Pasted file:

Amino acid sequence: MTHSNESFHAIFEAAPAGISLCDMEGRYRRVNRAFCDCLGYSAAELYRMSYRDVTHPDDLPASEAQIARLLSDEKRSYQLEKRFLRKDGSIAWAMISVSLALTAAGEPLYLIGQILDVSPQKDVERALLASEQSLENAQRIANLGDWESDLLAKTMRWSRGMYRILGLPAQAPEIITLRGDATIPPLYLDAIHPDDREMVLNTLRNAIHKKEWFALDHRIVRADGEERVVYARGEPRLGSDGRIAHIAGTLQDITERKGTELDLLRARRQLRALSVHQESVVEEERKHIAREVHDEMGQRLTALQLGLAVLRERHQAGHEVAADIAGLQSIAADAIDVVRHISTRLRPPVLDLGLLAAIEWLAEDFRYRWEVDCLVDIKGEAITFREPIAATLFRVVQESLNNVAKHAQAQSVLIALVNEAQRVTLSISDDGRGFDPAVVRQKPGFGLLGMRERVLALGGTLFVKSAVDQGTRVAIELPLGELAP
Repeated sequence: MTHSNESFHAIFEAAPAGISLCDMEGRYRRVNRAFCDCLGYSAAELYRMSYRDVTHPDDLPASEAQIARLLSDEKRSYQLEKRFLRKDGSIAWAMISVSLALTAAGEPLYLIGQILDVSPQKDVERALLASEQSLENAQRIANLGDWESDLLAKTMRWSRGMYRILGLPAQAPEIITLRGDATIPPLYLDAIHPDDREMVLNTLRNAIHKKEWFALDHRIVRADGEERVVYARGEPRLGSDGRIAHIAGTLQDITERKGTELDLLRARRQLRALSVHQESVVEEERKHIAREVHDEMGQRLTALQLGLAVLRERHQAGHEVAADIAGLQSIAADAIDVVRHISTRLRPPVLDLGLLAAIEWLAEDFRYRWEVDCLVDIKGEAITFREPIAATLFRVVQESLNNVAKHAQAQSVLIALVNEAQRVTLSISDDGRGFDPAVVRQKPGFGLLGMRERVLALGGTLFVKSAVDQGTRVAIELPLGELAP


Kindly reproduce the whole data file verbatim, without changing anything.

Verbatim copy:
Amino acid sequence: MTHSNESFHAIFEAAPAGISLCDMEGRYRRVNRAFCDCLGYSAAELYRMSYRDVTHPDDLPASEAQIARLLSDEKRSYQLEKRFLRKDGSIAWAMISVSLALTAAGEPLYLIGQILDVSPQKDVERALLASEQSLENAQRIANLGDWESDLLAKTMRWSRGMYRILGLPAQAPEIITLRGDATIPPLYLDAIHPDDREMVLNTLRNAIHKKEWFALDHRIVRADGEERVVYARGEPRLGSDGRIAHIAGTLQDITERKGTELDLLRARRQLRALSVHQESVVEEERKHIAREVHDEMGQRLTALQLGLAVLRERHQAGHEVAADIAGLQSIAADAIDVVRHISTRLRPPVLDLGLLAAIEWLAEDFRYRWEVDCLVDIKGEAITFREPIAATLFRVVQESLNNVAKHAQAQSVLIALVNEAQRVTLSISDDGRGFDPAVVRQKPGFGLLGMRERVLALGGTLFVKSAVDQGTRVAIELPLGELAP
Repeated sequence: MTHSNESFHAIFEAAPAGISLCDMEGRYRRVNRAFCDCLGYSAAELYRMSYRDVTHPDDLPASEAQIARLLSDEKRSYQLEKRFLRKDGSIAWAMISVSLALTAAGEPLYLIGQILDVSPQKDVERALLASEQSLENAQRIANLGDWESDLLAKTMRWSRGMYRILGLPAQAPEIITLRGDATIPPLYLDAIHPDDREMVLNTLRNAIHKKEWFALDHRIVRADGEERVVYARGEPRLGSDGRIAHIAGTLQDITERKGTELDLLRARRQLRALSVHQESVVEEERKHIAREVHDEMGQRLTALQLGLAVLRERHQAGHEVAADIAGLQSIAADAIDVVRHISTRLRPPVLDLGLLAAIEWLAEDFRYRWEVDCLVDIKGEAITFREPIAATLFRVVQESLNNVAKHAQAQSVLIALVNEAQRVTLSISDDGRGFDPAVVRQKPGFGLLGMRERVLALGGTLFVKSAVDQGTRVAIELPLGELAP